Live Action’s latest video reveals how taxpayer dollars are funding Planned Parenthood, the largest abortion corporation in the nation. The video explains the concept of fungibility, showing how funding sent to Planned Parenthood frees up its other dollars — which can then be used to perform abortions:
Part One of the Fungibility Factor series, detailed how funding funneled to Planned Parenthood through the federal family planning program, Title X, funds abortion facilities and their staff. Part Two will demonstrate how some contraception offered under Title X is abortifacient, and can therefore, in some instances, cause abortions — which means that abortion is being funded in this way as well.
Planed Parenthood — Deceptive Details
While claiming that tax dollars don’t pay for abortions, Planned Parenthood fails to point out that in reality, there are circumstances in which tax dollars technically do pay for abortions. Federal Title X dollars are sent to the states, and 17 states allow for some level of abortion funding. The federal dollars free up more state money for abortion. In addition, some Planned Parenthood abortionists have been quoted as saying they believe that every abortion sought by a woman is “medically necessary,” thereby qualifying for taxpayer funding under Title X. (Yes, really.)
Title X and Medicaid Funding for Emergency Contraception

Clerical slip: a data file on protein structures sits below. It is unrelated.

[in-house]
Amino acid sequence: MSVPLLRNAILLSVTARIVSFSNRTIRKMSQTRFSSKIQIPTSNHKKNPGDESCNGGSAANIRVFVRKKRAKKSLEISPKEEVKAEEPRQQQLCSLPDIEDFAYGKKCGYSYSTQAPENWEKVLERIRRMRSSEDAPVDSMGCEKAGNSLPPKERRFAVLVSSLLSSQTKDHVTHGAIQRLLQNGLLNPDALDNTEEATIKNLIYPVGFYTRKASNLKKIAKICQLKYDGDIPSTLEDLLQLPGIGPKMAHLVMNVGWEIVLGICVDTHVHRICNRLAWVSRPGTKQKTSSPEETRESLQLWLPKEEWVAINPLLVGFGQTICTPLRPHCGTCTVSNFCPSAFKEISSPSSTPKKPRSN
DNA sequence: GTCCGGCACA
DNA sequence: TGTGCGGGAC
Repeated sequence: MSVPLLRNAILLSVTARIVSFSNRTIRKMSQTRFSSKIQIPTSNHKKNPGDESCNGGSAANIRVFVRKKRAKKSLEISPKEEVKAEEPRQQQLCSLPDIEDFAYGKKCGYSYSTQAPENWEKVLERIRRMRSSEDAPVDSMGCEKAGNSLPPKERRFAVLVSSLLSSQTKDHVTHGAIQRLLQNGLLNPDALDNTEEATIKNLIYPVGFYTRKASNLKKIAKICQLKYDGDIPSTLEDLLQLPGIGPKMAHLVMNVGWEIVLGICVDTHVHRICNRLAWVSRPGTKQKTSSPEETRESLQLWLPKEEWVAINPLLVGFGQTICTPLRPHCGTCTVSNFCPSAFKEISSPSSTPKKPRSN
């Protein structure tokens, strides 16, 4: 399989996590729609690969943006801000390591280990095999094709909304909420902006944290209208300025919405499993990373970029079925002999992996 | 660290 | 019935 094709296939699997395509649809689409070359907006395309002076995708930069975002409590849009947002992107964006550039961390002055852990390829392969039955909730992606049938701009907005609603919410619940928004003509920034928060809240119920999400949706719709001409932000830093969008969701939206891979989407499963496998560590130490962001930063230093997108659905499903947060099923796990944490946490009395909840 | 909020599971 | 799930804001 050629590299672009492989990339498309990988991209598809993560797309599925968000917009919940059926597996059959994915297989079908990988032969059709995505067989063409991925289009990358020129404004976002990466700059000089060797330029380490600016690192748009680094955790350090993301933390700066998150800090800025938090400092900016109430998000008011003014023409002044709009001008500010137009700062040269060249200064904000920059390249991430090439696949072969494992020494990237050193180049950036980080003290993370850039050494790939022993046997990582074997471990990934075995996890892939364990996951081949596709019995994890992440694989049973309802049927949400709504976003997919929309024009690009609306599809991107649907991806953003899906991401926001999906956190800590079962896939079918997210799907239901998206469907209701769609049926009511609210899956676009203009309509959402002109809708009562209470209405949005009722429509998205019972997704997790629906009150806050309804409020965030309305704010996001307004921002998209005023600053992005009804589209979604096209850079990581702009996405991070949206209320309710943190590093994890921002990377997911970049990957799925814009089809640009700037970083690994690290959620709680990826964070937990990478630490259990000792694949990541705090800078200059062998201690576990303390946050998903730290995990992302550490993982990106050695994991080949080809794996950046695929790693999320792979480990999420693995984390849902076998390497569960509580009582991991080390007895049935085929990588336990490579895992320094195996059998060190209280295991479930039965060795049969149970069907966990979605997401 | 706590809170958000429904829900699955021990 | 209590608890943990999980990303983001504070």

Since Title X funds emergency contraception, the federal and state governments are using tax dollars to fund drugs that have the potential to cause abortions. In addition, according to the Office of Population Research & Association of Reproductive Health Professionals in a few states, “Medicaid covers over-the-counter purchases of emergency contraception.” According to the Kaiser Family Foundation, the Affordable Care Act also covers emergency contraception at taxpayer expense.
According to a chart published online, a variety of emergency contraceptives — including the Morning After Pill and Ella — have been approved by the FDA and are therefore funded under Title X.
Is Emergency Contraception Abortifacient?
While the American College of Obstetrics and Gynecology (ACOG) argues that emergency contraception is not abortifacient, labels from the contraception’s own manufacturers show otherwise (as discussed below). In some cases, emergency contraception can act to prevent the implantation of a newly-fertilized human being into the uterine wall. Since life scientifically begins at fertilization, intentionally ending the life of a new, unique individual after fertilization has occurred is an abortion, and any type of birth control that has the potential to end the life of a new human being can be considered an abortifacient.
Despite claims by Planned Parenthood and friends, science has long maintained that life begins at fertilization, when the sperm and the egg meet and a unique set of DNA comes into being.
Even Planned Parenthood’s founder, Margaret Sanger, admitted in her book, “Family Limitation,” that “[a]ny attempt to interfere with the development of the fertilized ovum is called an abortion.”
The FDA label for the emergency contraception Ella clearly shows that it can prevent the implantation of an already-conceived human life. The 2015 label states, “It is possible that ella may also work by preventing attachment (implantation) to the uterus.”
According to the drug’s website, Ella is the “only emergency contraceptive approved for use up to five days after unprotected sex or birth control failure.” At this point, fertilization has often already occurred. Despite the admissions on the manufacturer’s website and the scientific facts on FDA label, elsewhere, Ellas’ manufacturer assures users that the pill does not cause abortion: